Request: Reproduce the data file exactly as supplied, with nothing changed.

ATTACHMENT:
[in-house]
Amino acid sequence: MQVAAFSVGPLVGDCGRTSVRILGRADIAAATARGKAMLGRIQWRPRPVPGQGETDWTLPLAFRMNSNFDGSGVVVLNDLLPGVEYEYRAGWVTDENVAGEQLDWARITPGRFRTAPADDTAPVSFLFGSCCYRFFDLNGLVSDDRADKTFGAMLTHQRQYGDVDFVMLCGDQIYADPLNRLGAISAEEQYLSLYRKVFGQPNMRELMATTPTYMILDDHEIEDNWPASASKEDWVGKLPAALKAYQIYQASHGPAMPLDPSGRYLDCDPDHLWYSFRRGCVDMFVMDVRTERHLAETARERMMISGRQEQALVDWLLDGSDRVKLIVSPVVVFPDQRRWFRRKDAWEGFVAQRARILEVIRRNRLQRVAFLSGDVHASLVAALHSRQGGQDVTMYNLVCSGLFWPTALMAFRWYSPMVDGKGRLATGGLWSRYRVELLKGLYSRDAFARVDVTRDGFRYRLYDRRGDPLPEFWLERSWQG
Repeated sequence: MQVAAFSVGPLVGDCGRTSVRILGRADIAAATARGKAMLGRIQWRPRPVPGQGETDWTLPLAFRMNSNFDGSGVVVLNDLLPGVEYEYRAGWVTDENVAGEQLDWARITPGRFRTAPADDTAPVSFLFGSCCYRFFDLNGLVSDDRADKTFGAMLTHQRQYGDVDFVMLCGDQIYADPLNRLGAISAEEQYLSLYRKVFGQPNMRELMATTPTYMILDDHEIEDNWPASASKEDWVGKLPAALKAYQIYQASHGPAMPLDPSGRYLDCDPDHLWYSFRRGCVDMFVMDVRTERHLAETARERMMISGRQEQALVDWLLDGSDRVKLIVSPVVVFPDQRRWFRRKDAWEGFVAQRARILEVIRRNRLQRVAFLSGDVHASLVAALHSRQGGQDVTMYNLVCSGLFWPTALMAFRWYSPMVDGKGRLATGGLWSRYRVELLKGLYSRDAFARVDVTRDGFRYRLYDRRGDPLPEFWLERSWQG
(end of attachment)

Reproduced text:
[in-house]
Amino acid sequence: MQVAAFSVGPLVGDCGRTSVRILGRADIAAATARGKAMLGRIQWRPRPVPGQGETDWTLPLAFRMNSNFDGSGVVVLNDLLPGVEYEYRAGWVTDENVAGEQLDWARITPGRFRTAPADDTAPVSFLFGSCCYRFFDLNGLVSDDRADKTFGAMLTHQRQYGDVDFVMLCGDQIYADPLNRLGAISAEEQYLSLYRKVFGQPNMRELMATTPTYMILDDHEIEDNWPASASKEDWVGKLPAALKAYQIYQASHGPAMPLDPSGRYLDCDPDHLWYSFRRGCVDMFVMDVRTERHLAETARERMMISGRQEQALVDWLLDGSDRVKLIVSPVVVFPDQRRWFRRKDAWEGFVAQRARILEVIRRNRLQRVAFLSGDVHASLVAALHSRQGGQDVTMYNLVCSGLFWPTALMAFRWYSPMVDGKGRLATGGLWSRYRVELLKGLYSRDAFARVDVTRDGFRYRLYDRRGDPLPEFWLERSWQG
Repeated sequence: MQVAAFSVGPLVGDCGRTSVRILGRADIAAATARGKAMLGRIQWRPRPVPGQGETDWTLPLAFRMNSNFDGSGVVVLNDLLPGVEYEYRAGWVTDENVAGEQLDWARITPGRFRTAPADDTAPVSFLFGSCCYRFFDLNGLVSDDRADKTFGAMLTHQRQYGDVDFVMLCGDQIYADPLNRLGAISAEEQYLSLYRKVFGQPNMRELMATTPTYMILDDHEIEDNWPASASKEDWVGKLPAALKAYQIYQASHGPAMPLDPSGRYLDCDPDHLWYSFRRGCVDMFVMDVRTERHLAETARERMMISGRQEQALVDWLLDGSDRVKLIVSPVVVFPDQRRWFRRKDAWEGFVAQRARILEVIRRNRLQRVAFLSGDVHASLVAALHSRQGGQDVTMYNLVCSGLFWPTALMAFRWYSPMVDGKGRLATGGLWSRYRVELLKGLYSRDAFARVDVTRDGFRYRLYDRRGDPLPEFWLERSWQG